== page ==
Happy 65th Anniversary Gong Club

GongClub

2015 OFFICERS:
Chief Conni Spellman
Deputy Chief Pat Spellman
Treasurer Paul Schaetzle
Secretary Bob Scollan

gongclub@comcast.net

The Gong Club is a non-profit canteen unit that provides rehab to Jersey City firefighters and those in the surrounding towns of Hudson County.  The Gong Club has also been an integral part of providing refreshment and rehabilitation to the community and Emergency Management, during a variety of events.  Their selfless acts of service and dedication are greatly appreciated by our us.

Gong Club Members
Gong Club Members

Their members are all volunteers.  They are on-call 24 hours a day and year-round.

The Gong Club responds to fires in Jersey City which are 2nd alarms or larger.

They are also their lend a hand during firefighters funerals and memorial services.

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Member of Rescue One

They also respond to larger fires throughout Hudson County.

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JCFD Members “Rehabbing” at the Gong Wago. There are mutual aid agreements with canteen clubs in surrounding counties as well. They have responded to other towns when called.

Throughout the year they also assist at several community events, such as walk-a-thons and runs, including the March of Dimes, Juvenile Diabetes and the Carlos Negron Run. The past 2 years they have served riders during the Police Unity Tour.

They also respond when called out by the JCPD.

During this year’s recognition of their 65 years of service, Deputy Director of the United States Fire Administration, Dr. (Chief) Denis Onieal read and presented a Proclamation from the FEMA, recognizing the many contributions of the Jersey City Gong Club.  There was also a presentation for three members, recognizing them for 25 years of continuous service to the club and fire service.

The Gong Club is a member of the International Fire Buff Association (IFBA) and and the Fire Buff Association of New Jersey.

They have been in the same address, on Bay Street, for over 50 years, but have been around for 65 years! 

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Congratulations Gong Club Chief Connie Spellman and members.

We celebrate and honor our friends in the Jersey City Gong Club!

Are You Still Thinking From The Jumpseat?

Some people say that the toughest change or transition for them is from firefighter to officer; it would be the same in any profession or industry, when you move from worker to supervisor. Just as in the private sector the move and transition is task, role and responsibility specific.  In some cases it is even physical…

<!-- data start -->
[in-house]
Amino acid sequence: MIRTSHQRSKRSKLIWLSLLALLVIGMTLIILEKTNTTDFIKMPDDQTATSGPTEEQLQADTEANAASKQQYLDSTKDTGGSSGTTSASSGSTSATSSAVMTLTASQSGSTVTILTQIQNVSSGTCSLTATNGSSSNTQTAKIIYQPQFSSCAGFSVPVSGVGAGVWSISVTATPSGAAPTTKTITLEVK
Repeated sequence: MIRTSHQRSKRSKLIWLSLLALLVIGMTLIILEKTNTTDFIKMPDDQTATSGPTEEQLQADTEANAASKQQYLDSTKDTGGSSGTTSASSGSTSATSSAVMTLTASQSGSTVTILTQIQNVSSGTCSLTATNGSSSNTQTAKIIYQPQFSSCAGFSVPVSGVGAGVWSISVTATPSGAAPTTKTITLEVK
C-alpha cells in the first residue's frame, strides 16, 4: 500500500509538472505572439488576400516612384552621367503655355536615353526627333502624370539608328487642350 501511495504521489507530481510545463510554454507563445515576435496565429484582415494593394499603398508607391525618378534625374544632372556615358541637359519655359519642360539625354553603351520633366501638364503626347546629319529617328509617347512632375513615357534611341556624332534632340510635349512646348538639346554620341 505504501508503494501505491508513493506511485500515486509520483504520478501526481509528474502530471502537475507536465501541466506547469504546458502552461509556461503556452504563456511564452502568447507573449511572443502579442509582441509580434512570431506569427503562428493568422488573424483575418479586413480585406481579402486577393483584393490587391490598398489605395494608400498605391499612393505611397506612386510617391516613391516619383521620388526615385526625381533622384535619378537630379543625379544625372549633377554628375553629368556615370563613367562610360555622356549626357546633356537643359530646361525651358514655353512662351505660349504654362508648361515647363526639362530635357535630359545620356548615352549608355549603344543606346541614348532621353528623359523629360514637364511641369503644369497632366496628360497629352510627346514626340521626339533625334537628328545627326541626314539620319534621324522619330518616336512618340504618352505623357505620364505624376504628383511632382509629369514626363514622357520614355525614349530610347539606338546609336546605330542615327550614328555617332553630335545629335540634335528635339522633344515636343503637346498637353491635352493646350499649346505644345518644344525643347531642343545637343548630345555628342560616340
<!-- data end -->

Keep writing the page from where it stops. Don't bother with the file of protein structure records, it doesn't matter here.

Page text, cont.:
In most professions, a promotion is seen as a reward.  In our industry it is more function specific.

You may go from driver to the other front seat with no controls; driving in a vehicle all alone or be driven by an aide. I have ridden in all of them.  Each has its place  and each has its own unique perspective.

In my profession people say that the toughest change or transition for them is from firefighter to officer

They may be right if:

 – You weren’t serious about the job or your responsibilities, to begin with.

– You didn’t make the investment in yourself to study and become proficient

– You don’t like people (the ones you serve or the ones you serve with)

– You are one of the guys/gals and can’t distinguish between leader / follower

– You lack the courage to change yourself and circumstances when needed.

I don’t want you to think that I am bashing anyone or being cruel. I’m not.  Some Officers are honest and tell me that they went for the higher rank, solely, for the higher pay.  (To me, that’s wrong… although not criminal…and now I’m off the soap box)

There are other reasons for this.  I have had the pleasure to work with and speak to hundreds of fire officers in the last thirty years.  Each of them brings something unique to the office and many bring the same thing.  I am finding more and more that they are tool and task focused, as opposed to the overall operation or mission.

When you make the change, there must also be a transition.

You must understand your role and responsibility.

So, if you are a person aspiring to be an officer or manager:

  • Learn your job well, first
  • Study and train for the position you seek
  • Network with incumbents who have been there, done that and have been successful
  • Select and establish rapport with a mentor or role-model
  • Focus your efforts with a positive attitude

If you are already that person and not sure:

  • Perform a self-audit:“Ask yourself, am I doing all that I can?”
  • Study and train to maintain your optimal level of proficiency and knowledge

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